Are AIG Bonuses Ruining Obama’s Big Plans?

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President Obama, along with everyone else, is angry about the $165 million in bonuses that AIG handed out to the very executives responsible for the insurance giant's collapse. He may not be as fired up as Senator Grassley of Iowa, who suggested AIG executives commit ritualistic suicide, but, of course, Obama doesn't think those bonuses are fair or just. The problem is that he really can't do much about it (nor, Andrew Ross Sorkin argues, should we try to). Despite directing the Treasury Department yesterday to do everything possible to block the bonuses, the White House admitted soon after that doing so would be far more costly, and they would instead seek to leverage the $30 billion they've yet to hand over to AIG to recoup the cost of the bonuses and reign in executive compensation. But despite those efforts, doing "the best we can" won't quell popular resentment, and could potentially tie Obama's hands going forward as he continues to try to salvage the financial system and push his vast agenda.

• Michael D. Shear and Paul Kane say that Obama's "inability to block executive bonuses at insurance giant AIG ... is threatening to derail both public and congressional support for his ambitious political agenda." The bonuses have "quickly undermined whatever political capital Obama has earned with his past efforts" at limiting executive compensation. [WP]

• Rick Klein says that the danger for Obama "is that his administration suddenly looks just like President Bush’s: at best, playing sideline critic as Wall Street gets its money — and public outrage boils." And furthermore, in this environment it's almost impossible to imagine him "getting another set of cash set aside to bail out big banks." Or, "How about another stimulus package? How about his budget? And healthcare and cap-and-trade and education reform?" [Note/ABC News]

• Eamon Javes, Victoria McGrane, and Lisa Lerer believe "AIG’s woes threaten to severely complicate Obama’s hopes of returning to the well — again — for more bailout cash. His administration has already hinted at another $750 billion in bailout funds, but public opinion and congressional resistance will make that a tough sell." If people begin to "sense that Obama didn’t wisely manage the AIG bailout," it could "sap his credibility as he continues to try to manage the economy." [Politico]

• A.B. Stoddard too believes that the bonus scandal "surely will complicate the president's very complicated agenda." What he needs to do now is "make his case to the American public. He is a great communicator, and he has the ability to tell us why he decided recently to bail out AIG again and why bolstering numerous banks may be the only way our economy can hope to come back. The longer he waits, the harder it will be, and the less believable he will sound." [Pundit's Blog/Hill]

• Marc Ambinder writes that the Obama administration believes "that the public will blame the government for failing to ameliorate this political inequality." And while Obama may well find a loophole to recoup the bonuses, it will be "the power of Obama's words" that "will probably force AIG to reconsider its position. The sunburst effect of presidential shame works when it is judiciously applied." [Atlantic]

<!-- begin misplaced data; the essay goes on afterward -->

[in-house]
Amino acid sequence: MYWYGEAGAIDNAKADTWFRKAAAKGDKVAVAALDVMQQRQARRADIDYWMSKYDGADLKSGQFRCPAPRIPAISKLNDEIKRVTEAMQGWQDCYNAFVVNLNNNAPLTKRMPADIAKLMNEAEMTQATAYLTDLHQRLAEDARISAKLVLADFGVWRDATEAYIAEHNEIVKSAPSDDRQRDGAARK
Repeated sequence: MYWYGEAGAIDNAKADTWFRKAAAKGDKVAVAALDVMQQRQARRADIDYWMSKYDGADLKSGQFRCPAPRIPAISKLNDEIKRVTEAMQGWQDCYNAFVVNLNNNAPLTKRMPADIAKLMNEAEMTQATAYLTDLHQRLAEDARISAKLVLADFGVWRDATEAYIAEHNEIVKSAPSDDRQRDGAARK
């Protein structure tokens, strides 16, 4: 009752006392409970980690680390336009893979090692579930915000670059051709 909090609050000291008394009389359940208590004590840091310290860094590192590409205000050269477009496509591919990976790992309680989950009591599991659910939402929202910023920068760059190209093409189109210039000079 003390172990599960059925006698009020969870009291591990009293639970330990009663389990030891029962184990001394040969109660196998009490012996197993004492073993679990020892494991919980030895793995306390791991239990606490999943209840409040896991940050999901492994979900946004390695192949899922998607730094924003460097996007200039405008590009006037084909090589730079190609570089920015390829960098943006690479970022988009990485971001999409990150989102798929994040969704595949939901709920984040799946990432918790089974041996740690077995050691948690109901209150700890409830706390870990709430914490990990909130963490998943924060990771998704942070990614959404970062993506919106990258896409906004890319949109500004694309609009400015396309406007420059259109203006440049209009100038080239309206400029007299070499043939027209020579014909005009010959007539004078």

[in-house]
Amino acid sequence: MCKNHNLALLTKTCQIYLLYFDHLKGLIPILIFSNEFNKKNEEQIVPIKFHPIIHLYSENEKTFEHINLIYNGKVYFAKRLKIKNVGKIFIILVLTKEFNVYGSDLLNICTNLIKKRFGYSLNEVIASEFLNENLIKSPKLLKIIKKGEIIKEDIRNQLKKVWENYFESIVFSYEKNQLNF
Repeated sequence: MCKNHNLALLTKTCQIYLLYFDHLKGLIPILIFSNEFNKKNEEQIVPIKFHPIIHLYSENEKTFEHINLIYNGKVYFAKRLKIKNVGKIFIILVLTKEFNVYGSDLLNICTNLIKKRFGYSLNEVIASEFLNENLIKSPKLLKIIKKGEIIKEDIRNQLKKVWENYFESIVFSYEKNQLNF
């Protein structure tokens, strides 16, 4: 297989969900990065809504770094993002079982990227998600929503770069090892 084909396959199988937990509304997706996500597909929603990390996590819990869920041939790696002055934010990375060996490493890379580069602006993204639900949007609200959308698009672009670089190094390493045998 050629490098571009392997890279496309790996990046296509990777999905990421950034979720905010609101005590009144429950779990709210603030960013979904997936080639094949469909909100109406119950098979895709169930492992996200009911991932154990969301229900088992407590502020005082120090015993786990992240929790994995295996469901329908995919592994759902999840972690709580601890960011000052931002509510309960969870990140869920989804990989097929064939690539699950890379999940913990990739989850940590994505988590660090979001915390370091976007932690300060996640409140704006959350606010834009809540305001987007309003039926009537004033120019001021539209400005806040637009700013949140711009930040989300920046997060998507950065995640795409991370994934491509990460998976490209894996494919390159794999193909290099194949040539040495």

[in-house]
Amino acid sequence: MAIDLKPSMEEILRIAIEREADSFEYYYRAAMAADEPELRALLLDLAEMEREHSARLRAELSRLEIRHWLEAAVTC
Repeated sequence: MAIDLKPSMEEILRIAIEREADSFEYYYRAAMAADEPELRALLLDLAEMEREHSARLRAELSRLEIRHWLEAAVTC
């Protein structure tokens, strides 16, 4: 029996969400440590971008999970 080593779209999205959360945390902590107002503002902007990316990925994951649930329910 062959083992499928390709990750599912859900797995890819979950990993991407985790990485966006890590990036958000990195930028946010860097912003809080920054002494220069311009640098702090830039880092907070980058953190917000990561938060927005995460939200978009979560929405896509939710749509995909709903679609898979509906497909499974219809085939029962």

• Matt Miller, likewise, suggests that Obama "just ask the executives in question — including seven who are apparently slated for more than $3 million each — to voluntarily forgo these bonuses" as a patriotic act in a time of crisis. And if they don't, "he will publish the names and bonus amounts of all who choose to take this loot, so that the public, and these executives’ peers and neighbors, will know the choice they made." [Daily Beast]

• Chuck Todd and friends wonder if Obama will "actually have to calm people down," considering the "lynch mob" forming for AIG. Which is ironic because "the $165 million in bonuses represent just 1% of the government money AIG has received." [First Read/MSNBC]

• Rich Lowry thinks it's "fine" for Obama to "try to block the bonuses," but where do we go to get back "the other $169.835 billion" that we've given to AIG in government bailouts? [National Review]

• Jonathan Weisman, Sudeep Reddy, and Liam Pleven say that Obama's bind is that "[h]e needs to convince Americans he shares their mounting fury over the hundreds of billions of taxpayer dollars being pumped into companies like AIG. At the same time, he needs the executives and employees of those companies to help the government untangle the current financial mess." [WSJ]

• The New York Times editorial board thinks "Obama was right to acknowledge that outrage on Monday, when he vowed to try to stop the payments," but his Treasury Department has already "said that legally they could do nothing to stop the bonuses, which, in fact, had already mostly been paid on Friday." [NYT]

• Michael Scherer contends that "President Obama, despite his popularity and moral indignation, has few tools to stop" AIG. Instead of "exacting justice for past violations of the social compact," Obama has "asked the country to look forward, to an era of new regulations that will prevent a repeat of these failures." [Time]